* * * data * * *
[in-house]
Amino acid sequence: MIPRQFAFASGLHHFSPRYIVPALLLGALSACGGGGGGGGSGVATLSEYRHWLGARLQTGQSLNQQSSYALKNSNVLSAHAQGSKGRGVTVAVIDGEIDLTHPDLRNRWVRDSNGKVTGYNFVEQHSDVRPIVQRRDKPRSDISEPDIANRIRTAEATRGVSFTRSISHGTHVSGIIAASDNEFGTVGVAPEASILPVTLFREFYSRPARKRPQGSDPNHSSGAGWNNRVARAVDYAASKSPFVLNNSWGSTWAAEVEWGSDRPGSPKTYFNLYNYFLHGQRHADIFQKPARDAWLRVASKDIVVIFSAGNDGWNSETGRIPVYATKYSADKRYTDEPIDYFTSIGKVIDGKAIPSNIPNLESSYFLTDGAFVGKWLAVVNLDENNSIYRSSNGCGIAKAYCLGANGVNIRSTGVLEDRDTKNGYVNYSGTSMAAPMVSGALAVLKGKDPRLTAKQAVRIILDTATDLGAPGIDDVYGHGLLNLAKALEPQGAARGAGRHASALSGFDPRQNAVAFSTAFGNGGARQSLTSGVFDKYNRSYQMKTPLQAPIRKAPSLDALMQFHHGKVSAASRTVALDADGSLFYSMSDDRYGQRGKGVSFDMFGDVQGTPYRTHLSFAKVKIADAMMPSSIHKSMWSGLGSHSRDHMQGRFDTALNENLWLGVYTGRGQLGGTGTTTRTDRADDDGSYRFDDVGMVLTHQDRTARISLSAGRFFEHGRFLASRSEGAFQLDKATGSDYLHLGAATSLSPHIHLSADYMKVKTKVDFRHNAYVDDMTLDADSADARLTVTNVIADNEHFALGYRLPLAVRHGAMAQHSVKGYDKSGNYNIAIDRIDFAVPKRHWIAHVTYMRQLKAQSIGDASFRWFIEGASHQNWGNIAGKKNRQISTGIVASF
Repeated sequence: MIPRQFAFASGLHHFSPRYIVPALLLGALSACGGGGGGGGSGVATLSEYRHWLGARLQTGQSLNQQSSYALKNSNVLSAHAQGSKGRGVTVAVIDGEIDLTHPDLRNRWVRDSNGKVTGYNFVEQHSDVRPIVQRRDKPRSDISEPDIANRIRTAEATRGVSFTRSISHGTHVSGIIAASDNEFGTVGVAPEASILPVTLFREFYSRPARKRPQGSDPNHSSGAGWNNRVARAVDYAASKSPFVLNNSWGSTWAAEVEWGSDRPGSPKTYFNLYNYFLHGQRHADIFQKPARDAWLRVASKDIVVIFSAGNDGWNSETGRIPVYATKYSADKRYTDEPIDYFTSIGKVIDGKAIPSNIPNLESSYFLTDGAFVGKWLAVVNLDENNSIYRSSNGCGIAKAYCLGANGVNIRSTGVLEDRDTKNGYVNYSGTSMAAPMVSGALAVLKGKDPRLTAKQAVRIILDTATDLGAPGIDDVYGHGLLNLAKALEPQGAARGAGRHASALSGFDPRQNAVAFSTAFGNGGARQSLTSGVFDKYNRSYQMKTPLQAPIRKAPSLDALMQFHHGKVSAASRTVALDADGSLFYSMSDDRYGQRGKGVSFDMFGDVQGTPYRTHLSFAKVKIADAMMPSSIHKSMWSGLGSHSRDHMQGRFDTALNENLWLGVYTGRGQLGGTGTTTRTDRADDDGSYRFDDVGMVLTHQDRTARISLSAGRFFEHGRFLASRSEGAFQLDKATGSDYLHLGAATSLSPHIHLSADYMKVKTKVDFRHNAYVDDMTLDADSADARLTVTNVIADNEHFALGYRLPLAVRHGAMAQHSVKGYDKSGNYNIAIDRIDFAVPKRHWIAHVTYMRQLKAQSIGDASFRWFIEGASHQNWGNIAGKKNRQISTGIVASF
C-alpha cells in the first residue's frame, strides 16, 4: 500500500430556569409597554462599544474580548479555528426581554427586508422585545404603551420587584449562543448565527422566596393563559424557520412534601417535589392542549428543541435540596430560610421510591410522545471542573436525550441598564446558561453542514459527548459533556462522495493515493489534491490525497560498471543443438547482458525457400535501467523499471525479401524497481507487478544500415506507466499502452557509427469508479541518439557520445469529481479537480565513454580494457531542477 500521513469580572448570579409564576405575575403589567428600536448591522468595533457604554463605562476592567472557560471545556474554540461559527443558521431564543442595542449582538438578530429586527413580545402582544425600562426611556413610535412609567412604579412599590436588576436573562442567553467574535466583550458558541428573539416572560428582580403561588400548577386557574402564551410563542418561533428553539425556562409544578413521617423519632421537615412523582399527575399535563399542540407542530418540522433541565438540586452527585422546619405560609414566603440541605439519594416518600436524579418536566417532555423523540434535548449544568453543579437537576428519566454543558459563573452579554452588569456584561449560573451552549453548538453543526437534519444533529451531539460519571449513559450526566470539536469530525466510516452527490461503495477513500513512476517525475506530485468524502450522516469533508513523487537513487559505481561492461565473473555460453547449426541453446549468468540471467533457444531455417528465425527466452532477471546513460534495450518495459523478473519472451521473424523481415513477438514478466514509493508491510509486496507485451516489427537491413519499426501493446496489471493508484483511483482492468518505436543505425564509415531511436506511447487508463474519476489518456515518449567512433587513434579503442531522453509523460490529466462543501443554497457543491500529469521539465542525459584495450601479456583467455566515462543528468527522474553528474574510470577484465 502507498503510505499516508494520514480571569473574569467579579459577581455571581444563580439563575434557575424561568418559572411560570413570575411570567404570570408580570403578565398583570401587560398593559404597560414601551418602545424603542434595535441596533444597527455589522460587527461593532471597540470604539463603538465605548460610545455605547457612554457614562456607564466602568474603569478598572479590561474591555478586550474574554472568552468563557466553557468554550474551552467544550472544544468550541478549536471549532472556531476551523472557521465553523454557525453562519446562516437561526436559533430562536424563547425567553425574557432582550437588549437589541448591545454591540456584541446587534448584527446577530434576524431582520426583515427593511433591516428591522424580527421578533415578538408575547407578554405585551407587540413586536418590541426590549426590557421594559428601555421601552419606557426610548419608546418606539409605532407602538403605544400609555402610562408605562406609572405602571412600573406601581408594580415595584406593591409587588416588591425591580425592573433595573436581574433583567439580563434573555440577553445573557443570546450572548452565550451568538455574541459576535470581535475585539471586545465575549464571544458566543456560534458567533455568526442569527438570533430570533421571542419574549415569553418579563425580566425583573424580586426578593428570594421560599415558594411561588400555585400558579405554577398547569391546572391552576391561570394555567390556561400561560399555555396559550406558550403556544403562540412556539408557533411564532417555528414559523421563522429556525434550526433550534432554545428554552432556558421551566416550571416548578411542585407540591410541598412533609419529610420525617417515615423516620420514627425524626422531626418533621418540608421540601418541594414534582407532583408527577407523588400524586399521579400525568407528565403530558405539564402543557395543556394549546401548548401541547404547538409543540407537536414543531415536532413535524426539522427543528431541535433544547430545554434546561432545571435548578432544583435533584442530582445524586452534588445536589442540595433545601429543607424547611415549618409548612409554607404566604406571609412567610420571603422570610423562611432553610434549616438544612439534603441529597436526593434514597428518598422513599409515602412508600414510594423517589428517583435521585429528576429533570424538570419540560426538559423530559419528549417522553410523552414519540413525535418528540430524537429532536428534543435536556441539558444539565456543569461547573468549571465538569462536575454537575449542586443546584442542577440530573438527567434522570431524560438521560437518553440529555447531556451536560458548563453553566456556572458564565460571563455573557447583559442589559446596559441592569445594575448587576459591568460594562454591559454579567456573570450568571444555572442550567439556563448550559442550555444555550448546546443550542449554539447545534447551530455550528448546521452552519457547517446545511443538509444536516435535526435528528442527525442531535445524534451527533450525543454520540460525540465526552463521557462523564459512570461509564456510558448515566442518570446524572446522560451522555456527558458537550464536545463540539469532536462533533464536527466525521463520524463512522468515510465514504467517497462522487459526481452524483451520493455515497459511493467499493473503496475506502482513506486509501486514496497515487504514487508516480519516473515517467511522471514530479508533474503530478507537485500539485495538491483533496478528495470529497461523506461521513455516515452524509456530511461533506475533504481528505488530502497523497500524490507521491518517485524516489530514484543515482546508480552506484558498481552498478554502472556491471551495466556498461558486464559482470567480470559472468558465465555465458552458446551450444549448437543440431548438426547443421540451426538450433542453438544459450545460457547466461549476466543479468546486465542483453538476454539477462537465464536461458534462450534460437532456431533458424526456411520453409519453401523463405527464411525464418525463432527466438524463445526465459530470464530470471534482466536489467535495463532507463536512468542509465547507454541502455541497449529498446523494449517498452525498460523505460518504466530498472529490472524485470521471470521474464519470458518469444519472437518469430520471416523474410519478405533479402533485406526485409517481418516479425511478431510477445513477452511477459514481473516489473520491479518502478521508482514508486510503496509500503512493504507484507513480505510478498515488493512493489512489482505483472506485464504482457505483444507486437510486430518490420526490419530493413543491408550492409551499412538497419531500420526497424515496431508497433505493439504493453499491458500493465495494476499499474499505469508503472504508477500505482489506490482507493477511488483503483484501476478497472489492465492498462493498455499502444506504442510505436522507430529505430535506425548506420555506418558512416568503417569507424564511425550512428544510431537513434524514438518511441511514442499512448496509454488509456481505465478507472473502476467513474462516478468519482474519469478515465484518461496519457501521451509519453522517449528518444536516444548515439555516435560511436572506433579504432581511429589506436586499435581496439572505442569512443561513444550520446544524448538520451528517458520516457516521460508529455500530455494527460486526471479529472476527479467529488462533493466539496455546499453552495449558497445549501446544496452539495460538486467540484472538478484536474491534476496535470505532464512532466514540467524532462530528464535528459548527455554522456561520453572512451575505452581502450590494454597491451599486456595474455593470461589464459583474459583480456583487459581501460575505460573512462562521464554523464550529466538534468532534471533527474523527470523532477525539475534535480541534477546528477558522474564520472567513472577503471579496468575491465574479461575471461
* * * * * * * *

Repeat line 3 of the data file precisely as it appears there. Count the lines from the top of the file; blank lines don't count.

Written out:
Repeated sequence: MIPRQFAFASGLHHFSPRYIVPALLLGALSACGGGGGGGGSGVATLSEYRHWLGARLQTGQSLNQQSSYALKNSNVLSAHAQGSKGRGVTVAVIDGEIDLTHPDLRNRWVRDSNGKVTGYNFVEQHSDVRPIVQRRDKPRSDISEPDIANRIRTAEATRGVSFTRSISHGTHVSGIIAASDNEFGTVGVAPEASILPVTLFREFYSRPARKRPQGSDPNHSSGAGWNNRVARAVDYAASKSPFVLNNSWGSTWAAEVEWGSDRPGSPKTYFNLYNYFLHGQRHADIFQKPARDAWLRVASKDIVVIFSAGNDGWNSETGRIPVYATKYSADKRYTDEPIDYFTSIGKVIDGKAIPSNIPNLESSYFLTDGAFVGKWLAVVNLDENNSIYRSSNGCGIAKAYCLGANGVNIRSTGVLEDRDTKNGYVNYSGTSMAAPMVSGALAVLKGKDPRLTAKQAVRIILDTATDLGAPGIDDVYGHGLLNLAKALEPQGAARGAGRHASALSGFDPRQNAVAFSTAFGNGGARQSLTSGVFDKYNRSYQMKTPLQAPIRKAPSLDALMQFHHGKVSAASRTVALDADGSLFYSMSDDRYGQRGKGVSFDMFGDVQGTPYRTHLSFAKVKIADAMMPSSIHKSMWSGLGSHSRDHMQGRFDTALNENLWLGVYTGRGQLGGTGTTTRTDRADDDGSYRFDDVGMVLTHQDRTARISLSAGRFFEHGRFLASRSEGAFQLDKATGSDYLHLGAATSLSPHIHLSADYMKVKTKVDFRHNAYVDDMTLDADSADARLTVTNVIADNEHFALGYRLPLAVRHGAMAQHSVKGYDKSGNYNIAIDRIDFAVPKRHWIAHVTYMRQLKAQSIGDASFRWFIEGASHQNWGNIAGKKNRQISTGIVASF